Criminal cases often hinge on whether evidence is admissible. Evidence obtained through an unlawful search is generally inadmissible. Vehicles can be especially vulnerable to questionable searches.
A recent case considered whether drug evidence seized in an inventory search of an impounded motorcycle should have been suppressed. A trooper stopped the defendant for speeding. During the stop, the trooper began to suspect the motorcycle the defendant was riding may have been stolen, although the court’s opinion does not detail what caused this suspicion. The trooper was unable to determine if the motorcycle was stolen. He did not arrest the defendant but also did not let him drive the motorcycle because he did not have a motorcycle endorsement. The officer impounded the motorcycle because of a Washington State Patrol policy that required the impound of motorcycles operated by a driver without an endorsement.
The trooper found two zippered cases during the inventory search. He opened them to see if they contained ownership documentation. He instead found drugs and drug-related evidence. The state charged the defendant with drug offenses. He moved to suppress the evidence from the motorcycle search, but the court denied his motion. A jury convicted him, and he was sentenced to 90 months incarceration. The defendant appealed.
The defendant argued the evidence should have been suppressed. The court found that the decision to impound the motorcycle based on a mandatory policy was a violation of state law. RCW 46.55.113(2)(g) provides that an officer may take custody of a vehicle at his or her discretion if the driver did not have a valid or specially endorsed license when required. The Washington Supreme Court also previously found that a State Patrol regulation was invalid for requiring troopers to impound vehicles regardless of the circumstances.
The appeals court also found that the inventory search was unlawful because the trooper opened the cases without showing exigent circumstances or consent. Additionally, it was not conducted in accordance with standardized criteria and procedures.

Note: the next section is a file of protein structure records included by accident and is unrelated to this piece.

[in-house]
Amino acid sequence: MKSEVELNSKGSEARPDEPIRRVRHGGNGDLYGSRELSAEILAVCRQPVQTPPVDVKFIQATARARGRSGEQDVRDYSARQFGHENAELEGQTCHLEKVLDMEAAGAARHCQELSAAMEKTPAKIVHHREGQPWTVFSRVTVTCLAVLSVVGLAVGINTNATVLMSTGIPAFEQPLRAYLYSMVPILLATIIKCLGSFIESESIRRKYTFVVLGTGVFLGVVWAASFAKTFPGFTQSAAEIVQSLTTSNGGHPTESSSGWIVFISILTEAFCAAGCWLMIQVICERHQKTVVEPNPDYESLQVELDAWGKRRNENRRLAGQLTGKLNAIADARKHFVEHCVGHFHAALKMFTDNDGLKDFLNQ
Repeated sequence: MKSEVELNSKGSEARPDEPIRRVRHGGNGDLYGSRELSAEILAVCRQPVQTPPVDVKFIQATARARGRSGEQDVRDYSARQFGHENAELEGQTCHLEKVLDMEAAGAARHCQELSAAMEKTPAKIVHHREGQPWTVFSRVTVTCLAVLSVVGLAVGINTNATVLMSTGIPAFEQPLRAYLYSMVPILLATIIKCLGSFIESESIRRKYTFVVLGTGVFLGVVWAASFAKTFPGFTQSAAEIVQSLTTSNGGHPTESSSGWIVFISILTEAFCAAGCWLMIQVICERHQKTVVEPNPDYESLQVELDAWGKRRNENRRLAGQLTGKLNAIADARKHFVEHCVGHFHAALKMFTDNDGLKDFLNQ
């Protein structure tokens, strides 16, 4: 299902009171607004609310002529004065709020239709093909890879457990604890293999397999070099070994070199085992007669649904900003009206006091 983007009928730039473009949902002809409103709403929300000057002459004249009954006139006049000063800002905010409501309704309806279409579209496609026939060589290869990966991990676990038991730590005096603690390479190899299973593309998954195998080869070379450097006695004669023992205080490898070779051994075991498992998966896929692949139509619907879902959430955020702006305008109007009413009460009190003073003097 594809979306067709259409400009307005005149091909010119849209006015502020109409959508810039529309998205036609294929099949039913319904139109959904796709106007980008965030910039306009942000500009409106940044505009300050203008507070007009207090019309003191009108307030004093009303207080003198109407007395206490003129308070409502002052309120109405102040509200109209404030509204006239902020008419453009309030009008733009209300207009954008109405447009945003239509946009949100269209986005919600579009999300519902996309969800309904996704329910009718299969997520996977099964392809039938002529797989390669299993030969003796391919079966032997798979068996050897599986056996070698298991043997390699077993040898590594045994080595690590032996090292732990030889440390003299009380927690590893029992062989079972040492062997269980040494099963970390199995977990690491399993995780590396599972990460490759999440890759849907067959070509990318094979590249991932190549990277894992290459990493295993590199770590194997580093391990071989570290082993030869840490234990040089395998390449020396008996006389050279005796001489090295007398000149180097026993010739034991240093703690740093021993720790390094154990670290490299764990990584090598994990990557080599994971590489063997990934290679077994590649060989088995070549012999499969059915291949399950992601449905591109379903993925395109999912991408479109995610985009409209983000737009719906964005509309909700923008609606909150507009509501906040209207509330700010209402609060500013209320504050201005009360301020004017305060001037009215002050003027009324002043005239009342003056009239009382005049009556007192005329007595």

The appeals court acknowledged the difficult position of the trooper. He did not have probable cause that the vehicle was stolen but was not able to ascertain its ownership. The defendant did not have a motorcycle endorsement on his license, but leaving the motorcycle on the side of the highway also posed risks. The appeals court found, however, that there were less intrusive steps to investigate ownership and secure the motorcycle. Those steps should have been taken. The appeals court therefore found that the evidence must be suppressed.
The appeals court reversed the conviction and ordered that the charges against the defendant be dismissed.
The appeals court suggested two issues here. First, the policy should have given the trooper discretion as to whether the vehicle was impounded. Second, by finding that there were less intrusive steps that should have been taken, the appeals court suggested that the trooper should have exercised that discretion here.
Defendants in Washington need an aggressive and experienced drug crime attorney to protect their rights. Contact Blair & Kim, PLLC by phone at (206) 622-6562 or through our website to discuss your case.
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